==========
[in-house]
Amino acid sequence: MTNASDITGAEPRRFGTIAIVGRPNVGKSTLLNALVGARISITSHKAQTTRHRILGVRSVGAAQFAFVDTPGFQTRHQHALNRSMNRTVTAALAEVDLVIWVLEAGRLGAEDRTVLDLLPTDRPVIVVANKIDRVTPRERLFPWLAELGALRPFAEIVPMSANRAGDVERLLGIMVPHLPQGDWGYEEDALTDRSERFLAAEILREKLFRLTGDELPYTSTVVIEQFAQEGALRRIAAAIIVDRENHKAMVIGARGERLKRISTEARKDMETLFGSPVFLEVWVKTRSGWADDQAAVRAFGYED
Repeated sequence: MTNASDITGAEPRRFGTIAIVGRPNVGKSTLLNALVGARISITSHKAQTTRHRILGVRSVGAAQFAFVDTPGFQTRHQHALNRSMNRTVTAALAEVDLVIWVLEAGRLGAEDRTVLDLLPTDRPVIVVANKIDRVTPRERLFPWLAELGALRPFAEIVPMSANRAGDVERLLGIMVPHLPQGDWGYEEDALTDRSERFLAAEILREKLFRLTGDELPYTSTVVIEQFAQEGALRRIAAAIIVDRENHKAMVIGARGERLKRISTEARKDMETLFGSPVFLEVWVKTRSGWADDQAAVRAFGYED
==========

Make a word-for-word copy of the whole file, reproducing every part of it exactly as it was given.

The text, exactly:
[in-house]
Amino acid sequence: MTNASDITGAEPRRFGTIAIVGRPNVGKSTLLNALVGARISITSHKAQTTRHRILGVRSVGAAQFAFVDTPGFQTRHQHALNRSMNRTVTAALAEVDLVIWVLEAGRLGAEDRTVLDLLPTDRPVIVVANKIDRVTPRERLFPWLAELGALRPFAEIVPMSANRAGDVERLLGIMVPHLPQGDWGYEEDALTDRSERFLAAEILREKLFRLTGDELPYTSTVVIEQFAQEGALRRIAAAIIVDRENHKAMVIGARGERLKRISTEARKDMETLFGSPVFLEVWVKTRSGWADDQAAVRAFGYED
Repeated sequence: MTNASDITGAEPRRFGTIAIVGRPNVGKSTLLNALVGARISITSHKAQTTRHRILGVRSVGAAQFAFVDTPGFQTRHQHALNRSMNRTVTAALAEVDLVIWVLEAGRLGAEDRTVLDLLPTDRPVIVVANKIDRVTPRERLFPWLAELGALRPFAEIVPMSANRAGDVERLLGIMVPHLPQGDWGYEEDALTDRSERFLAAEILREKLFRLTGDELPYTSTVVIEQFAQEGALRRIAAAIIVDRENHKAMVIGARGERLKRISTEARKDMETLFGSPVFLEVWVKTRSGWADDQAAVRAFGYED